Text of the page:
How to Export your Website to Code?

Our plugin allows you to import anything you create in Figma or with our tool into Builder. Once imported, you can easily obtain the code for your preferred framework such as React, Vue, Qwik, Svelte, plain HTML/CSS, and many others.

Features of Figma AI Website Builder

Generate designs with AI: The plugin generates designs based on your prompts using OpenAI’s GPT-3 API. Your prompts can be as extensive and explicit as you like.

Convert designs to code: Once you’ve created a design, you can use the plugin to convert it to code. The plugin is compatible with a number of frameworks, including React, Vue, Svelte, and plain HTML/CSS.

Import from the web: You can also use the plugin to import designs from the web into Figma. This is important if you want to utilize an existing design as a starting point for your own.

Also Read: 6 Updates from Figma Config 2023.

Conclusion

Figma AI Website Builder is a powerful tool that can help you to create stunning websites in minutes. The chúng tôi Figma AI plugin makes it easy to generate designs with AI, convert designs to code, and import from web. With Figma AI Website Builder, you can save time and effort while creating a website that is both visually appealing and functional.

9 Ways You Can Make Your Website More Accessible

Incorporating accessibility on your website is the right thing to do today.

Why?

Because 25% of adults in the U.S. live with a disability, according to the CDC.

However, too many websites still lack accessibility features.

That means millions of users are struggling to use the web.

What Is Web Accessibility?

Web accessibility is about designing and developing websites, tools, and technologies that people with disabilities can use, according to the World Wide Web Consortium (W3C).

People with disabilities should be able to perceive, understand, navigate, and interact with, and contribute to the web.

Web accessibility applies to all disabilities that affect access to the web, including:

Auditory.

Cognitive.

Neurological.

Physical.

Speech.

Visual.

Where Does ADA Stand?

The most relevant sections of the ADA to web accessibility are Title II and Title III.

Title II requires state and local governments and governmental entities receiving federal funding to provide qualified individuals with disabilities with equal access to their programs, services, or activities.

Title III prohibits “places of public accommodations such as restaurants, hotels, movie theaters, museums, and hospitals from disability-based discrimination.”

While the ADA does not clearly address the question of web accessibility, websites and apps are often considered as part of a business.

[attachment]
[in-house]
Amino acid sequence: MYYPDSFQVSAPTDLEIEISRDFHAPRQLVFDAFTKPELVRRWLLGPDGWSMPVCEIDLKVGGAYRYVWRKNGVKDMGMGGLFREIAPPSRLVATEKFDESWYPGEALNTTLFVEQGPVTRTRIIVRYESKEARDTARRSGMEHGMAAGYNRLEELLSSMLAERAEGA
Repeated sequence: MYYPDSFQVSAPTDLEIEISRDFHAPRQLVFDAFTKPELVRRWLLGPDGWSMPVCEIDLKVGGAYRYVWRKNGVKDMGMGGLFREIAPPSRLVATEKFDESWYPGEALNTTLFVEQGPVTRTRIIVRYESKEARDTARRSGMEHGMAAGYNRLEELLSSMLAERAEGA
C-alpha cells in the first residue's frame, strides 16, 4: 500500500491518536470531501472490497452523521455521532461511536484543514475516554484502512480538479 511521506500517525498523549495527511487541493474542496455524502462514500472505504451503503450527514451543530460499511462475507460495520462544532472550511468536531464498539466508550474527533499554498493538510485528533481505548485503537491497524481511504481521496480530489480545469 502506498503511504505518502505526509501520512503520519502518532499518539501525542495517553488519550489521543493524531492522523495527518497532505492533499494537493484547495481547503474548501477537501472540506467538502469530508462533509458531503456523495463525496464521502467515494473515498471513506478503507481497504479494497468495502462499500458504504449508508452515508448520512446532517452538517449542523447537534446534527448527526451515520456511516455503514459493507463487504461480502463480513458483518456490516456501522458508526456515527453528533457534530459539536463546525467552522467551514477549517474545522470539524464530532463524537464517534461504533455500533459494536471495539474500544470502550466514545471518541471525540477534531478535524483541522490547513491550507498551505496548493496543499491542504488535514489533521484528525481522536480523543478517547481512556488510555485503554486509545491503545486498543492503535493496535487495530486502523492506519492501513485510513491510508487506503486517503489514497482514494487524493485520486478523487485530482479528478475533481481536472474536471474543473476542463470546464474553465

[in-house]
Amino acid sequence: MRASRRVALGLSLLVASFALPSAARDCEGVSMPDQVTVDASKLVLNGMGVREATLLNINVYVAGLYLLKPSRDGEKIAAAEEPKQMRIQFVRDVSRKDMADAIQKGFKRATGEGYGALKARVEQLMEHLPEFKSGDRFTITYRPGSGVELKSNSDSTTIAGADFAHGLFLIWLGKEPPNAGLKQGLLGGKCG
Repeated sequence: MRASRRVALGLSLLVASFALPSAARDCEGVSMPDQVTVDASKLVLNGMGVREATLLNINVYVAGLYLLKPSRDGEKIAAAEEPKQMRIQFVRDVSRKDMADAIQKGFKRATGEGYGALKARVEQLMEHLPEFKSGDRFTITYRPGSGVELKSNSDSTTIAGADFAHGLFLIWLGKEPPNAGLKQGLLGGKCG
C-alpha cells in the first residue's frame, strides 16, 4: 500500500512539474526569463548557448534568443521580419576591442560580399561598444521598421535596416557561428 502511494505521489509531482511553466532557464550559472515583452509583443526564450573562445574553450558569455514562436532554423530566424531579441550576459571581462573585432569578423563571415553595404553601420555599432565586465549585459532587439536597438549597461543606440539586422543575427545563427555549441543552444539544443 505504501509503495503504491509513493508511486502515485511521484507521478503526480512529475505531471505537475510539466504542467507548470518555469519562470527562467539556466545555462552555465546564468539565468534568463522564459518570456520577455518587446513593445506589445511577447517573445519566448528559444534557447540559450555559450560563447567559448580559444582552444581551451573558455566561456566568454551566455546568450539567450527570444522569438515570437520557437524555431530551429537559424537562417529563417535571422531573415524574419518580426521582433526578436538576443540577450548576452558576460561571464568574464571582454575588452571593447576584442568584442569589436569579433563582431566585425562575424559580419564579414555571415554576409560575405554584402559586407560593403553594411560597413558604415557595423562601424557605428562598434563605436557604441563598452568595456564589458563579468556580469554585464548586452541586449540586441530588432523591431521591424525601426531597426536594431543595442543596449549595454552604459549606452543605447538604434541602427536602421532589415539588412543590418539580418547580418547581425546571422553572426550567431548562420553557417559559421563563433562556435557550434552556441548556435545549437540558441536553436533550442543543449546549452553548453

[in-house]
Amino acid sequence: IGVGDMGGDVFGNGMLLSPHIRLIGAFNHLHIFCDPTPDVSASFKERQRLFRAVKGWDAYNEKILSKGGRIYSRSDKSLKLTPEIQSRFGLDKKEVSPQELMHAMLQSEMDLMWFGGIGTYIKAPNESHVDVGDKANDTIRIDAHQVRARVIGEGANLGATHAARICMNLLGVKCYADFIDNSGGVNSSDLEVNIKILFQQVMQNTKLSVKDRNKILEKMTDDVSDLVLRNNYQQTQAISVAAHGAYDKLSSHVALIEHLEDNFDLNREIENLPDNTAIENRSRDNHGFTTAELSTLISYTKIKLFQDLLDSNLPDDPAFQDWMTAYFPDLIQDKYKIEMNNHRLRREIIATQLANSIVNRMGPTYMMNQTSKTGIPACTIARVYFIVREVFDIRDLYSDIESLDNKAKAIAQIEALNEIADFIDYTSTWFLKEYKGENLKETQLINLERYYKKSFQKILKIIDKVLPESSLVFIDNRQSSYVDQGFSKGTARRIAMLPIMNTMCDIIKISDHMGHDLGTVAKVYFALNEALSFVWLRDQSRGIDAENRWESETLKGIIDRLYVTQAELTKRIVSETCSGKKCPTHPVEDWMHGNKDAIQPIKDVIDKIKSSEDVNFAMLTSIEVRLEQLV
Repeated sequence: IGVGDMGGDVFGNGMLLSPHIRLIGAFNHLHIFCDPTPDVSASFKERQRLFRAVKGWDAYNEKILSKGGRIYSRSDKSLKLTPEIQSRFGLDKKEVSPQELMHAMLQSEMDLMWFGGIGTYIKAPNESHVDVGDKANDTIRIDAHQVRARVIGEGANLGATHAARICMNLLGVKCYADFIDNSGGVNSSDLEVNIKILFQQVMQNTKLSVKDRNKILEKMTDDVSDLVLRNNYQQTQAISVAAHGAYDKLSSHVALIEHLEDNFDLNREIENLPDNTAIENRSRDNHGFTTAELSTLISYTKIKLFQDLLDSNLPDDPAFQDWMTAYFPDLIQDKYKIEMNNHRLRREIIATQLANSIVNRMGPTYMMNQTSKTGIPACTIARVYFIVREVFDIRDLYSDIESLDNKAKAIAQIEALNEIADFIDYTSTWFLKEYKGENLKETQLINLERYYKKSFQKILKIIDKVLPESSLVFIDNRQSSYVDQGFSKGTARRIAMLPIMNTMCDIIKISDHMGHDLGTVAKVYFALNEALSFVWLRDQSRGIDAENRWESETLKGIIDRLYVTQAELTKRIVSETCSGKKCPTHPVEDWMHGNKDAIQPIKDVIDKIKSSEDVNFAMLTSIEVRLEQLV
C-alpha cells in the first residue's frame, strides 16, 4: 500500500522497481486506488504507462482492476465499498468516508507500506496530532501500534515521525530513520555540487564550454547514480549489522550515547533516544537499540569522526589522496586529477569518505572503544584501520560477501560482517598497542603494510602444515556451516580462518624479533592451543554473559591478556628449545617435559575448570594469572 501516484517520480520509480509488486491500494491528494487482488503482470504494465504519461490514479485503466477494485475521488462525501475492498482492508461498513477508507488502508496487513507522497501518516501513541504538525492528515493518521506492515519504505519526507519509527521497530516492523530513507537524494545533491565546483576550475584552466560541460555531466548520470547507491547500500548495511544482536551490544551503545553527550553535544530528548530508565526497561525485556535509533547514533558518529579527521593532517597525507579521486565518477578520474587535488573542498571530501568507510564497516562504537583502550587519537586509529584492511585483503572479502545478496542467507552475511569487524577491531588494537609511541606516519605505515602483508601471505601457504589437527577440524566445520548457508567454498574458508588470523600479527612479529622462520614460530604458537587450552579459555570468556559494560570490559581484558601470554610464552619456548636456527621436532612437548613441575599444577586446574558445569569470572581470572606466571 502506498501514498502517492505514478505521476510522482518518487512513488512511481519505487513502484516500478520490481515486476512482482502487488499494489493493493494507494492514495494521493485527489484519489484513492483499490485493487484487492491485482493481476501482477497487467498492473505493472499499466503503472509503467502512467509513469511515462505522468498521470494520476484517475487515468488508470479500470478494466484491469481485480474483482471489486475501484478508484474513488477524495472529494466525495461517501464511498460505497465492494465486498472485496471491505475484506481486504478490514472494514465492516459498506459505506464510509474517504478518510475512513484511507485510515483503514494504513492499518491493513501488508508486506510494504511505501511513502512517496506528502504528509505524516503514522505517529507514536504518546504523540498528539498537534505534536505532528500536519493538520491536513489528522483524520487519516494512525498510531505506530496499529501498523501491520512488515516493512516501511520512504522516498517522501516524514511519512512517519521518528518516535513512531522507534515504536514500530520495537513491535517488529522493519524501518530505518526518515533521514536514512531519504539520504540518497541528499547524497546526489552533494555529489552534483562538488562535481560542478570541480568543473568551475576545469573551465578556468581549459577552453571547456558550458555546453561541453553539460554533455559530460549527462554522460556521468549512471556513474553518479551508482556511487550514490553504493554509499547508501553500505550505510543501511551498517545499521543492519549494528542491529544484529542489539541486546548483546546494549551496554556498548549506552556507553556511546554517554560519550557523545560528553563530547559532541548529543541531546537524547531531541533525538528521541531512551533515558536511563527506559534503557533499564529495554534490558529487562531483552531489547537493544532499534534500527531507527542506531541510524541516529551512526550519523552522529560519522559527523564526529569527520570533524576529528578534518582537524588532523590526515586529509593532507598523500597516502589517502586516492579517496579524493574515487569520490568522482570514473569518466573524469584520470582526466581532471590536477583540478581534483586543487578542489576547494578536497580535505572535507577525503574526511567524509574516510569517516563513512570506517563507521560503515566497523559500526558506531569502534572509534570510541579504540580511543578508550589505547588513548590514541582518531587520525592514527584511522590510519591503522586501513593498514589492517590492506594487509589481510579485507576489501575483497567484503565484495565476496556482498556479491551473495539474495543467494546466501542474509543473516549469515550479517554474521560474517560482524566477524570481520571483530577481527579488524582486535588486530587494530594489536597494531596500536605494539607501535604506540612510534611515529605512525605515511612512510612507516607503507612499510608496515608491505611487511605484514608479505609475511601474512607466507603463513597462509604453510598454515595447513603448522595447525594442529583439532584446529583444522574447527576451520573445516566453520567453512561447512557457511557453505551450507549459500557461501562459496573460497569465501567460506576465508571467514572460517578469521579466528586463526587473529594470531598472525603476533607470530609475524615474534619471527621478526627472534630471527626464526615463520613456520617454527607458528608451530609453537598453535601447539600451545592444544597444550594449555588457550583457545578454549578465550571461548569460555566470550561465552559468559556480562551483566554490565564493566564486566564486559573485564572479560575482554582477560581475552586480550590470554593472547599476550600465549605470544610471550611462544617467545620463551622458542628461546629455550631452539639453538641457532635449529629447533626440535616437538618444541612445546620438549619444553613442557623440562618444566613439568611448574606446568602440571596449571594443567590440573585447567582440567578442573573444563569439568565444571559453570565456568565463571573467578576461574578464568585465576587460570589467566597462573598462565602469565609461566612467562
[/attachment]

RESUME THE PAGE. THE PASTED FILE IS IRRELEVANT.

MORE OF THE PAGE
New Wave of ADA Lawsuits

Recent years have seen a spike in the number of ADA-based web accessibility lawsuits.

There were 2,256 ADA website-accessibility lawsuits filed in federal courts in 2023.

However, it appears the curve is flattening.

How to Optimize Your Website for Disabled Users

Optimizing a website for disabled users makes perfect business sense.

You can cater to a broader market segment while building a positive brand image.

Once you have tested your website for web accessibility, you can implement the following steps:

1. Add Images with Alt Text

A picture may be worth a thousand words, but visual elements like images are an accessibility barrier to blind users and those with low vision.

They often have to rely on assistive technologies such as Screen Readers and refreshable Braille Readers.

Screen Readers are software programs that read the text on the screen using a synthesizer or Braille display.

However, neither of these technologies can read images or the text in the images.

So, you need to add Alt Text to describe your images to disabled users.

Make sure to describe the image as clearly as possible.

You can use alt attribute for brief descriptions and “Longdesc Tag” for lengthy descriptions.

2. Allow Users to Enlarge Font Sizes

People with low vision often can’t read small text sizes.

So, they have to use specific font settings when browsing your website.

Offering an alternate style sheet with the ability to enlarge the font size without breaking your page layout should make it easier for them to read your content.

Also, make sure your CTA buttons have a larger font size.

Also, make these buttons visible to people with impaired vision.

3. Keep Contrast Sensitivity in Mind

Along with text size, think about color and contrast.

People with vision impairments such as retinitis pigmentosa, glaucoma, diabetic retinopathy, and cataract have low color contrast sensitivity.

When designing your webpages, make sure to have a high contrast between the foreground and background, such as yellow letters on a black background.

Avoid using thin fonts.

Also, try to avoid using any JavaScript or CSS features that will prevent visually impaired users from increasing the contrast.